“Up there, Mulder. Is that a house?” Scully gestured out her window. To their right, a narrow road staked with a county marker snaked between two hills. Between the skeleton trees she could make out a chimney and roofline. Mulder pulled off the highway and began maneuvering the car down the icy road carefully. Wisps of smoke stroked the sides of the automobile and wafted through the vents. Scully crinkled her nose.

“Where do you think it’s coming from?” she asked.

Mulder shook his head and coughed. “I don’t know. I don’t see anything burning. What I do know is that I don’t want to take a curve in this road and come face to face with a forest fire and not be able to get out on this road fast enough. I think we should head back out, phone the police and call it quits.”

Call it quits. The man who never opted for the cautious choice had finally decided to be sensible. His apprehension made Scully feel fearless and invincible. She wondered if that happened to him when she made careful suggestions.

“Just a little more, Mulder.” she said. “Let’s at least go around the next curve and make sure it’s not that house burning.”

“I hate to state the obvious, Scully, but this is redneck country. It could just be some old guy burning garbage illegally.”

“With all this smoke?”

“It’s plausible.”

She smiled. “You sound like me.”

“I know. Isn’t that one of the signs of the apocalypse?”

“I hope not. I’ve seen enough of the apocalypse for one year, thank you.”

The road wound around another hill. The countryside was nearly empty, with the exception of two small trailers that looked like they’d been dropped from heaven to perch precariously on the side of a hill. The smoke thickened as they crossed a small country bridge and rounded a curve. Mulder stopped abruptly and they both jerked against their seatbelts and stared at the sight in front of them. Straight ahead, a fire raged over two hills, moving toward the house they had seen from the road. Scully moved into action first. Opening her door, she zipped her coat against the biting wind and slid out of the car.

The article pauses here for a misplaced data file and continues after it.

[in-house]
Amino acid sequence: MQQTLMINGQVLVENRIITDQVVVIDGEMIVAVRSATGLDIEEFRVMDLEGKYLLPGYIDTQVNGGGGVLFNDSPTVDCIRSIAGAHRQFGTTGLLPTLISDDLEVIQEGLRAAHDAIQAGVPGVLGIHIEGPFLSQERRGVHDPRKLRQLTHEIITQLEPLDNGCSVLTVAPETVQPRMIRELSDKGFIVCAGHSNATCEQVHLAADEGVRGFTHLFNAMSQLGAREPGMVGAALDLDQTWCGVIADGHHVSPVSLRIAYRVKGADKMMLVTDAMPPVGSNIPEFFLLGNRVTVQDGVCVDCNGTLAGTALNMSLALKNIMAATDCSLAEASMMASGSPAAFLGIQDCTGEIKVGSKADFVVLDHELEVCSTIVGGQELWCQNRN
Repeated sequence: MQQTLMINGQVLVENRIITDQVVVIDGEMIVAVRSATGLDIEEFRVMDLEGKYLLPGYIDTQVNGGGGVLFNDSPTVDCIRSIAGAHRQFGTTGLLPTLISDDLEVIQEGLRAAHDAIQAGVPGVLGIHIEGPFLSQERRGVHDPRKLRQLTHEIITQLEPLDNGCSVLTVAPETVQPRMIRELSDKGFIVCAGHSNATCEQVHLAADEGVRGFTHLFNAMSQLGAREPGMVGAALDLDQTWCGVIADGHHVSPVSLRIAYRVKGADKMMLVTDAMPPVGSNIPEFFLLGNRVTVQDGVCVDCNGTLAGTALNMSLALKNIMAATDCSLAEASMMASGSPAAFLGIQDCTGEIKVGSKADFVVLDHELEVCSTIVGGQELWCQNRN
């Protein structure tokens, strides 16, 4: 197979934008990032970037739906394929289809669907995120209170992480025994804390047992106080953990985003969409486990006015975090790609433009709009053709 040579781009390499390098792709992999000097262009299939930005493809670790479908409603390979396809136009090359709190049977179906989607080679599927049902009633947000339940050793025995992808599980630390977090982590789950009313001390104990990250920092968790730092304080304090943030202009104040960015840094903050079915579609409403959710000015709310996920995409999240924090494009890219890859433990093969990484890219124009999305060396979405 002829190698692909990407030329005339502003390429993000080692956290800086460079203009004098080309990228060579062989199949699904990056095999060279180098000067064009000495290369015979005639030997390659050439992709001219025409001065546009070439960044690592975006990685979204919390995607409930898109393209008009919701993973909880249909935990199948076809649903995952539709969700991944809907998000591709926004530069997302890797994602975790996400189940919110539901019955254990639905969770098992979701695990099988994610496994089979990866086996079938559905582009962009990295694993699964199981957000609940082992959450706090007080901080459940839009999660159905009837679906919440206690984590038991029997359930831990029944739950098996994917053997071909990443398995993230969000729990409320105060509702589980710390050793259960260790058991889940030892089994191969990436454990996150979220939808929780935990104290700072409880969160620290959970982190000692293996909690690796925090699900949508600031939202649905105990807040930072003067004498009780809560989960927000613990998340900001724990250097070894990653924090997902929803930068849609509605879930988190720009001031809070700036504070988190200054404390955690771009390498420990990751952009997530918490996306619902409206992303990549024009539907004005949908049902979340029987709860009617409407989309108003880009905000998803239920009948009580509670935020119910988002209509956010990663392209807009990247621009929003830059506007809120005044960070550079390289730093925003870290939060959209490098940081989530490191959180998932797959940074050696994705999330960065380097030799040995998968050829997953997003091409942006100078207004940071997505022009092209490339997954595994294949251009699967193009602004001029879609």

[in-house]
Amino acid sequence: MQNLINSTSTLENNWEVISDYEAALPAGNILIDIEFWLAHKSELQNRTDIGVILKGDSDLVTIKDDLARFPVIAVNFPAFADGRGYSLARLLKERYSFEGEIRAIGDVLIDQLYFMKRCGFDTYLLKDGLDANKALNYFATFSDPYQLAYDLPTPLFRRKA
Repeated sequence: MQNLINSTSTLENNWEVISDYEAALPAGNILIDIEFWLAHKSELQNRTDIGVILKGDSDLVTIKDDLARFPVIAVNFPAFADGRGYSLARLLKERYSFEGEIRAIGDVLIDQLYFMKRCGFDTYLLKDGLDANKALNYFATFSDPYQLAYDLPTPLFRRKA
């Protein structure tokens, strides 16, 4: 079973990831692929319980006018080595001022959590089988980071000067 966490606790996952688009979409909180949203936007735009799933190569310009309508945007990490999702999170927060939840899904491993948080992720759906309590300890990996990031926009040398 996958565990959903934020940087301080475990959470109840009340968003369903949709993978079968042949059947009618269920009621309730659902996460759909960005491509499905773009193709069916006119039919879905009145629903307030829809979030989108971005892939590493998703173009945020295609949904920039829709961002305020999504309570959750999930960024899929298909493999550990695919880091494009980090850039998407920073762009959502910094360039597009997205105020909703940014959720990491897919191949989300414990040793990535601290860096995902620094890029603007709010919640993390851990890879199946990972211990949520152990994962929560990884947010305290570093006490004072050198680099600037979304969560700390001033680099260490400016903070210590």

“What are you doing?” Mulder asked. The horror on his face at the first glimpse of the fire became stark panic when he saw that she was getting out of the car.

“I’m going to run up and make sure nobody is in the house. That side isn’t burning yet, see?”

Mulder lunged across the seat and grabbed the edge of her coat. “That’s crazy. It’s too dangerous, Scully. Stay here and we’ll call for help and wait. If you get caught up there there’s no way down.”

She glanced up at the blaze. In the night it crackled and hummed around them, blowing smoke like demon’s breath toward heaven.

“Mulder we can’t just sit here and wait. What if there’s somebody home? Listen to me, I’ll be fine. I’ll run up, ring the bell and if I don’t get an answer I’ll come right back down.” Before he had a chance to answer, she shut the door and began running up the gravel drive. The February wind wasn’t helping matters much. Halfway up the driveway the current changed and began blowing a warm, acrid breeze toward her. She turned and realized she could no longer see their car, but she heard her partner shouting.